From 1990 through to 2009, the school offered secondary education only. Due to increased demand for high quality education in the local area, students in Years 5 and 6 were admitted in 2010 and Years 3 and 4 in 2015.

Since opening in 1990 with two international students, the school has grown from strength to strength. Alumni are employed by leading corporations around the globe. A vibrant community of graduates remain close friends with staff and fellow students. Even though the alumni form a diaspora in many nations, they are linked by the experience of completing their IB Diploma together at The Kilmore International School. Its ethos of dedicated, small classes continues as student numbers have grown to more than 400.

In 2021, the school celebrated its 31st anniversary as one of the most successful IB world schools in the southern hemisphere and the success of its graduates, both locally and globally, makes everyone at the school all enormously proud.

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Religion Non - denominational
Type Independent
Day/boarding Day and Boarding
Boys/Girls Co-edu
Years Year 3 - Year 12
Enrolment 400 Students
Fees: 8k - 12k Over 16k
Tuition: $8,920 to $12,820, Boarding: $22,900
Phone
03 5782******* 03 5782 2211
Fax
03 5782******* 03 5782 2525
Address 40 White Street, Kilmore 3764.
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info@ki*******
info@kilmore.vic.edu.au
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Home » School News » Extra Curricular Sports at Wahroonga Adventist School

Extra Curricular Sports at Wahroonga Adventist School


Over the course of Term 1, students have attended running training on Friday mornings. The group has seen 40 to 50 participants every week, completing four to five kilometres, in the bush and along the Fox Valley Road paths.

It has been great to see the fitness and speed of the students increasing each session in preparation for the upcoming Cross Country. Thanks as always to committed parent volunteers for providing breakfast after the run! Running training will continue in Term 2.

The WAS mountain bike rides were impacted by the wet weather, however, the school did manage to sneak one ride in for Term 1. More than 50 riders, students and parents from Wahroonga descended upon the “H20″ mountain bike trail at Westleigh. The experienced riders completed a full lap of the trail, while beginner riders completed skills, drills and laps of the green-rated trails. The ride finished with an informal handicapped time trial race where students tried to chase down their friends on a lap of the green trail. More mountain bike rides are scheduled for Term 2.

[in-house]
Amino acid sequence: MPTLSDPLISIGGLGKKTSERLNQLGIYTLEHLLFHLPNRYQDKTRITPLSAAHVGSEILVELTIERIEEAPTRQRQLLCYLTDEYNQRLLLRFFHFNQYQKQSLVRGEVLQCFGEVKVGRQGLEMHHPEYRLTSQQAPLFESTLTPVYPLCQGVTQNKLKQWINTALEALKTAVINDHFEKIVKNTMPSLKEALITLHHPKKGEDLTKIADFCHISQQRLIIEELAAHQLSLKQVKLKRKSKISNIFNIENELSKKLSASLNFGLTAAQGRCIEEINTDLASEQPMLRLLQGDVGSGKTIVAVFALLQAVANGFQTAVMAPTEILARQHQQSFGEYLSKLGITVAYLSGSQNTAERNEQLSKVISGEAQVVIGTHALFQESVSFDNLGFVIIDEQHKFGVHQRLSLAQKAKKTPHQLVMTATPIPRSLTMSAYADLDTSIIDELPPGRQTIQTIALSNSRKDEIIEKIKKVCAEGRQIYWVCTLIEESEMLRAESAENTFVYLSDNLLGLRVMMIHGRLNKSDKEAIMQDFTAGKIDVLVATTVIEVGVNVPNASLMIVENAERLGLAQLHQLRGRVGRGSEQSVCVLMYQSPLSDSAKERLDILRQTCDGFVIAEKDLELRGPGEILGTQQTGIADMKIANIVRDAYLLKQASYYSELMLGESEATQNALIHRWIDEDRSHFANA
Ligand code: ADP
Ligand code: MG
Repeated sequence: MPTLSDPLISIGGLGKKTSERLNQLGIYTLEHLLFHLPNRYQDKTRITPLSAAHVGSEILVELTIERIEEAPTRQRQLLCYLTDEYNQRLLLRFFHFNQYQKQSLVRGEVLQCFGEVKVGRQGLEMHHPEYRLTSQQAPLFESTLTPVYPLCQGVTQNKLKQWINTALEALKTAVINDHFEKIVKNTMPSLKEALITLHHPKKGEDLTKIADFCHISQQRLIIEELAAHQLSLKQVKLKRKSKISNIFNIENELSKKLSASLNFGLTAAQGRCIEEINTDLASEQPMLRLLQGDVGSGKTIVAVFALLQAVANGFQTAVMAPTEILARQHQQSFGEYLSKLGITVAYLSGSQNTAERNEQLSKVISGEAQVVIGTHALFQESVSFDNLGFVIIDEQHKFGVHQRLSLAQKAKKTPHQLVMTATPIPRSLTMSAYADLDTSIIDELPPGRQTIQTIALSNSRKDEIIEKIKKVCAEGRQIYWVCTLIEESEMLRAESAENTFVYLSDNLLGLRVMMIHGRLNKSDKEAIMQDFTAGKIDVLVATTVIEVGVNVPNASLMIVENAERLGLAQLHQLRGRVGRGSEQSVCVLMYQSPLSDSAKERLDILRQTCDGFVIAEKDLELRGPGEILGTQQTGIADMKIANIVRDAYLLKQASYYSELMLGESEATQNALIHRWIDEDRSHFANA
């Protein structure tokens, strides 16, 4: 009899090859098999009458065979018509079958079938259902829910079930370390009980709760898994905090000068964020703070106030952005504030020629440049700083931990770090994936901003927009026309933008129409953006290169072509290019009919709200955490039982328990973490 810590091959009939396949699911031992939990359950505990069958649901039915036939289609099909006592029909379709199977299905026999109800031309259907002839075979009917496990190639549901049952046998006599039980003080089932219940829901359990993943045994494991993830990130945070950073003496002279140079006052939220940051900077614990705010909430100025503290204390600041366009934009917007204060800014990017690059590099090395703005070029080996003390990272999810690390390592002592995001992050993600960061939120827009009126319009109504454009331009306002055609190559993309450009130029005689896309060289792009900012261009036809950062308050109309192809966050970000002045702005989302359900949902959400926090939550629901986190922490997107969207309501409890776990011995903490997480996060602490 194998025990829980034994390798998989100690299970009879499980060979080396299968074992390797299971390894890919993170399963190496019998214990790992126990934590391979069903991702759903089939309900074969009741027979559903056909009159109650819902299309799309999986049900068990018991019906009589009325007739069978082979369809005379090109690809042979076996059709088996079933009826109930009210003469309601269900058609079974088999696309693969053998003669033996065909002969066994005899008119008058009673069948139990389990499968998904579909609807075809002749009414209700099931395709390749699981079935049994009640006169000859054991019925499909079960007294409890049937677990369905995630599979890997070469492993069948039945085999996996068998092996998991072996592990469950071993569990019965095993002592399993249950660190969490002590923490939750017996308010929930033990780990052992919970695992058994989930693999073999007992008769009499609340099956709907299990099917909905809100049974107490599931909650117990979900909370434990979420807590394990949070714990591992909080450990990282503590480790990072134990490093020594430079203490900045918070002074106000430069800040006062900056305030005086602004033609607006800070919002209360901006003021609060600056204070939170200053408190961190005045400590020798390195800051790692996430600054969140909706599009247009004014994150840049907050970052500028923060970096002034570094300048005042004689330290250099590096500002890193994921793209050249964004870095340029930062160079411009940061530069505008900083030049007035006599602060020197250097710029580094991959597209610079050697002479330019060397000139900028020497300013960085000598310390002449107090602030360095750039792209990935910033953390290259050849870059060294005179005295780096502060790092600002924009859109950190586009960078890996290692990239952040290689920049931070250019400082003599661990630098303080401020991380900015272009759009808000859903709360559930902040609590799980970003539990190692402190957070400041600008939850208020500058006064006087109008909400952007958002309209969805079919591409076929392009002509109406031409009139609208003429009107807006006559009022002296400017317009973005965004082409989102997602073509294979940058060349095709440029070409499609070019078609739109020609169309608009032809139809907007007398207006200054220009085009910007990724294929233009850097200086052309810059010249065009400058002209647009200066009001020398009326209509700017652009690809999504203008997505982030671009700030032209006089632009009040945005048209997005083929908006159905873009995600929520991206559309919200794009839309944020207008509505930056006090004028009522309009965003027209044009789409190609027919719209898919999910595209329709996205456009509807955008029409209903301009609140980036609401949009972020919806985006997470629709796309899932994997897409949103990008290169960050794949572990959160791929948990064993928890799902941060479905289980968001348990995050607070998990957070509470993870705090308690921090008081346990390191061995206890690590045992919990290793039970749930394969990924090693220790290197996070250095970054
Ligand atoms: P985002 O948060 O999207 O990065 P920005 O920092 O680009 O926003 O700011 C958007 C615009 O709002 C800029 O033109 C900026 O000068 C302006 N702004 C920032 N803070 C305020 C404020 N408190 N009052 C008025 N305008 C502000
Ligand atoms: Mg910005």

Wahroonga-2

The Wahroonga Basketball training group have been working hard every Monday afternoon. The junior and beginner sessions have come a long way in developing their skills. The senior session has focused primarily on training for the Tuesday afternoon representative basketball competition, and the senior boys’ and girls’ teams are developing into a highly talented group.

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Years Kindergarten - Year 12
Enrolment https://www.wahroonga.adventist.edu.au/enrolment/
Phone
02 9487******* 02 9487 2100
Address 181 Fox Valley Road, Wahroonga NSW 2076
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info@wahroonga.adventist.edu.au
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Home » School News » Roseville College Leads the State in Food Technology

Roseville College Leads the State in Food Technology


Roseville College Year 12 graduates have dominated Food Technology in 2020 with Alexandra van der Laan de Vries and Catherine Ashworth placing 1st and 2nd in Course in NSW, respectively. 

Alexandra, who aims to study a double degree in Medical Science and International Studies at the University of Technology Sydney, met with Ms Deb Magill, principal, and was congratulated warmly on behalf of the college community.

“What a tremendous result for Alexandra and Catherine after such a solid effort in Food Technology over the past two years, which exemplifies the teaching excellence of Mrs Nada Burke, Head of Department, and colleague Mrs Jo Marshall, who have elevated the standard of Food Technology studies at Roseville College for more than a decade. The students and their teachers are to be congratulated for this remarkable outcome,” says Ms Magill.